A senior United Nations official today stressed the importance of establishing partnerships and cooperation between African-based decision-makers and diaspora communities worldwide to work on shared issues to improve the life of the continent’s peoples.
SOURCE: UN News Center
“There is now clear recognition that the African identity is a global one,” said Cheick Sidi Diarra, UN Special Adviser on Africa, at a preparatory meeting in New York for the first African Diaspora Summit, slated to be held in June in South Africa.
“People of African descent are dispersed to all parts of the world due to forced migrations through slavery, colonialism and war and more recently to voluntary migrations due to globalization,” he said.
“These pockets of African people scattered around the world can now play a significant role in Africa’s growth, development and empowerment.”
This will be the first time that the African Union (AU) holds a summit with heads of States on the subject of diasporas, and the event seeks to create partnerships between African legislators and legislators in diaspora communities worldwide.
The summit also aims to draw the attention of global decision-makers to shared issues between Africa and its diaspora communities, and to provide lawmakers with an understanding of the challenges faced by each diaspora community, as well as enhance their capacity to lobby at a national and regional level.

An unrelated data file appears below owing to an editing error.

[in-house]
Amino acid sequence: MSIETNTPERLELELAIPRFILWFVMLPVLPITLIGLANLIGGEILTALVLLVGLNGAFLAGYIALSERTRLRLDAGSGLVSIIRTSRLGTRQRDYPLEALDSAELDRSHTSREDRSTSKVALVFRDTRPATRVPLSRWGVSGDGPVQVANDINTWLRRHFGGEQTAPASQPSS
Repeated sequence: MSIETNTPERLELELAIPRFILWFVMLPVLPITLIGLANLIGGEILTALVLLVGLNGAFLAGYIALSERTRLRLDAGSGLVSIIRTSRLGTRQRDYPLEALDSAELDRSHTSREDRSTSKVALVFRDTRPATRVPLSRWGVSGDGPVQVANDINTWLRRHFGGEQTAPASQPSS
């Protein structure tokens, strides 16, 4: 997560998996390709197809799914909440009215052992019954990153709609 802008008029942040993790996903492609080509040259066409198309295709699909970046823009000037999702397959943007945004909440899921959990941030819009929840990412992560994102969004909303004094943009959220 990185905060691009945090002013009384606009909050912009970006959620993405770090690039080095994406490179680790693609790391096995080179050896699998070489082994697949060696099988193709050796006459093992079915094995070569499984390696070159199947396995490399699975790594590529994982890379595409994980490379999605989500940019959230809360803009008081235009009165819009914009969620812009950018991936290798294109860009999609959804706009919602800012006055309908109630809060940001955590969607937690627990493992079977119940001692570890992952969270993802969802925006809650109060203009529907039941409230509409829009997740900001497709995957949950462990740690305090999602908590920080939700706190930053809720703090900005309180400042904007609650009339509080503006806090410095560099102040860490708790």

“Parliamentarians and other elected officials have an important role to play in shaping the policies of their countries. Their role is central when it comes to economic and social development but also conflict prevention. More importantly, diaspora parliamentarians can play a crucial role in influencing their countries policies toward Africa,” said Mr. Diarra, who is also the UN High Representative For Least Developed Countries, Landlocked Developing Countries and Small Island Developing States.
The preparatory meeting brings together parliamentarians from Africa and the diaspora as well as prominent civil society members, who will discuss the summit’s format, its agenda, and a strategy that reflects the voices of all participants in the outcome document.
Last week Mr. Diarra said that debt for landlocked developing countries (LDC), many of which are African, has decreased as a result of initiatives such as the Heavily Indebted Poor Countries Initiative and the Multilateral Debt Relief Initiative. But he also stressed that much more needs to be done to prevent LDCs from being hurt by trade shocks due to commodity price volatility and other external factors.
At the launch of the preparatory process for a Ten-Year Review Conference of the Almaty Programme of Action – which aims to galvanize international solidarity to assist LDCs to better participate in the international trading system – Mr. Diarra said LDCs still experience high transport and trade transaction costs, and that their transport infrastructure is still inadequate.
He added that these challenges are exacerbated by rising food and fuel prices, economic and financial crises and climate change, and called for policy reforms that seek to remove physical and non-physical barriers to their effective participation in international trade.